3_Royal Opera : The auditorium of the Opera is fashioned entirely from wood, making it one of the most acoustically "live" theaters in the world. Though it was a court theater and not meant for a huge public audience, it seats more than 700, Gold, pink, and green dominate the decor for the Opera, which wasn't constructed until 1770. It was first used for the wedding ball of future king Louis XVI and Marie Antoinette and boasts a unique mechanical system that raises the floor to the level of the stage. Today, it is still used for concerts and operas. * The palace's garden: At 100 hectare , the garden of the Versailles Palace is Europe's largest palace garden. It was created in the 17th century by landscape gardener Andre Le Notre who designed what could be considered the quintessential formal French garden. The garden is laid out in a geometric pattern of paths, bushes, flowerbeds and trees.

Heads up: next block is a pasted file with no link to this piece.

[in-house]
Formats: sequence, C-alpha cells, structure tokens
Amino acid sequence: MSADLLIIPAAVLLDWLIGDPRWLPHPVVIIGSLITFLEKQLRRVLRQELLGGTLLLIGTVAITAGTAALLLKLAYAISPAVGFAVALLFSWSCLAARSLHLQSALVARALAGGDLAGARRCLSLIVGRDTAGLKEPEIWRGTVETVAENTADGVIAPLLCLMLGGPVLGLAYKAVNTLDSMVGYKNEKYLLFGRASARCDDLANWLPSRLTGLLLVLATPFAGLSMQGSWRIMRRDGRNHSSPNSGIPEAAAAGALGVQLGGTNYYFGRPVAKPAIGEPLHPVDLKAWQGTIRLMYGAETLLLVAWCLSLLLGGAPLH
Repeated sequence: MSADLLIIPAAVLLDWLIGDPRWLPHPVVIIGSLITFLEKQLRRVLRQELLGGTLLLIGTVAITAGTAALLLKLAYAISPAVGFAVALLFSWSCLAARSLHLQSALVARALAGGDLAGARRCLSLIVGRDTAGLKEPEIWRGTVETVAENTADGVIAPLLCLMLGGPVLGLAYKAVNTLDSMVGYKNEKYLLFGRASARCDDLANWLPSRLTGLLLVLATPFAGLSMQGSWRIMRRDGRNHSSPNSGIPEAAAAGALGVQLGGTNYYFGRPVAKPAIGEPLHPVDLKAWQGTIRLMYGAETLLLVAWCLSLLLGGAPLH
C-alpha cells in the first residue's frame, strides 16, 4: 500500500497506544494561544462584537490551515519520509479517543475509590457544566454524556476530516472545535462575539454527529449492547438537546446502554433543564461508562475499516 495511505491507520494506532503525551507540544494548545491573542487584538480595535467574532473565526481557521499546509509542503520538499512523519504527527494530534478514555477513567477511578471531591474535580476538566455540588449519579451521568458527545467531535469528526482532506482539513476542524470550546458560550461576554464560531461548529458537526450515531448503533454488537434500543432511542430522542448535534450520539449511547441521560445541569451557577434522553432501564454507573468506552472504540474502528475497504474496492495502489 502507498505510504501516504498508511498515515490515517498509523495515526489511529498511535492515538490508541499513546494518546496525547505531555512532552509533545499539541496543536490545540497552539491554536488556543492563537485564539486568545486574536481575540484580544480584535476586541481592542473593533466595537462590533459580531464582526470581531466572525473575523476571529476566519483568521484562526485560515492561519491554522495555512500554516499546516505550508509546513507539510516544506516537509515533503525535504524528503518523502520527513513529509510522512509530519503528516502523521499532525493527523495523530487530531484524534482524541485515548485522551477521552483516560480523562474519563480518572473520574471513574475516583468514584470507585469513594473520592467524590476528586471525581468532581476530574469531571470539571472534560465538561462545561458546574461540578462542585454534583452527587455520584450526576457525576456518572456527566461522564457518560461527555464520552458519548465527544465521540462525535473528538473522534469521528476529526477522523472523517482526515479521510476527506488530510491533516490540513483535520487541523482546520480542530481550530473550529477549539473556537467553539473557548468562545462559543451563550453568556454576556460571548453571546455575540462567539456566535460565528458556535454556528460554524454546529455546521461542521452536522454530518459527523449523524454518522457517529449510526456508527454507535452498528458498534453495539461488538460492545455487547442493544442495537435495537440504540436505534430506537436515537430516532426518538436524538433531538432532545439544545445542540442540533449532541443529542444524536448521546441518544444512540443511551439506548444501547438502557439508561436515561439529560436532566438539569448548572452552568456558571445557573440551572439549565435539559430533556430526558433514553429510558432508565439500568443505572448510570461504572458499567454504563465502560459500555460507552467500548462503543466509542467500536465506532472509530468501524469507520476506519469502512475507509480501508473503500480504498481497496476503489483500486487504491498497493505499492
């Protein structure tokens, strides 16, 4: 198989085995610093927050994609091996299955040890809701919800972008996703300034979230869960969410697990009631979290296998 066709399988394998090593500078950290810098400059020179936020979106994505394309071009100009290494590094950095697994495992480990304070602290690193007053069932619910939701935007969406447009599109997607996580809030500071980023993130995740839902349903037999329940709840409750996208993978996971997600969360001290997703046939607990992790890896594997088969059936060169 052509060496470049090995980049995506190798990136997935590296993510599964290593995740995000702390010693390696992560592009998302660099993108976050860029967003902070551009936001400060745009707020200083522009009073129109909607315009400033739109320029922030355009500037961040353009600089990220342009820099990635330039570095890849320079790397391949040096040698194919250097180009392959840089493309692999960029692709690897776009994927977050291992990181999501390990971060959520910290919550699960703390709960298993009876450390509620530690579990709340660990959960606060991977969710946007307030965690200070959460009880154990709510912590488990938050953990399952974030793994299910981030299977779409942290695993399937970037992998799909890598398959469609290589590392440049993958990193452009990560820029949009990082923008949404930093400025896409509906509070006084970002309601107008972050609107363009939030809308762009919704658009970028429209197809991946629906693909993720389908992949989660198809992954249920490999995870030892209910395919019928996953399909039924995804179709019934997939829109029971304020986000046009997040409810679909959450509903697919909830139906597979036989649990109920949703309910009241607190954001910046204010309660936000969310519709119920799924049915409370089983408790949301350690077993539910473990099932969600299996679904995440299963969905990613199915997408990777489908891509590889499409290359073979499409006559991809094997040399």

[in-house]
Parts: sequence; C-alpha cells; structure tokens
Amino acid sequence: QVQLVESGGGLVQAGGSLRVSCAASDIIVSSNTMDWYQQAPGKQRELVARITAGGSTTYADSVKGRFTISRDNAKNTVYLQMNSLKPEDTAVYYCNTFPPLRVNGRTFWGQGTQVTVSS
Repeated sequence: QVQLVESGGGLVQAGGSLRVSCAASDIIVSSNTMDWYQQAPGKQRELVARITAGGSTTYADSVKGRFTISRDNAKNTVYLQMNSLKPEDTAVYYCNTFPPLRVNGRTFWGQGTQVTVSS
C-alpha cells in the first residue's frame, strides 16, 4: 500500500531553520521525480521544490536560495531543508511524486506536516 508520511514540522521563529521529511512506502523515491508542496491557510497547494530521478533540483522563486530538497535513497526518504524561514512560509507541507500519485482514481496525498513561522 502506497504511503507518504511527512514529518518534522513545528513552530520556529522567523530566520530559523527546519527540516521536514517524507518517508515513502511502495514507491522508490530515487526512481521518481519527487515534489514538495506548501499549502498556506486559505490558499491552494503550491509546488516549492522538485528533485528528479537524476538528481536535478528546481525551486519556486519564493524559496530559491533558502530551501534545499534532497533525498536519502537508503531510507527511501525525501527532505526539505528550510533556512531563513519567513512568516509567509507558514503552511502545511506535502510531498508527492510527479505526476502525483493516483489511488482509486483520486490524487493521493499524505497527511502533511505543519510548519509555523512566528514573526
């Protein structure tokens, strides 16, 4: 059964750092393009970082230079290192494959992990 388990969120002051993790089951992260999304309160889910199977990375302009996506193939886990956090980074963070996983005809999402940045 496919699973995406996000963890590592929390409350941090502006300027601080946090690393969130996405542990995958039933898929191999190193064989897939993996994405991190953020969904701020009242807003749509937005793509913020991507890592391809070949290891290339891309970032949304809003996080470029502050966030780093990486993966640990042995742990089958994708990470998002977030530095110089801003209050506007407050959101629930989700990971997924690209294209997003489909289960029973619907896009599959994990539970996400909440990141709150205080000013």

*Royal Chapel

*Hall of Mirrors


*Palace's Garden


3. Adam Smith: He was born in Kirkcaldy, Fife, Scotland,The exact date of his birth is unknown, Smith was the Scottish philosopher who became famous for his book, “The Wealth of Nations� written in 1776, which had an influence on modern economics and concepts of individual freedom ,Smith is cited as the father of modern economics and is still among the most influential thinkers in the field of economics today.

*Adam Smith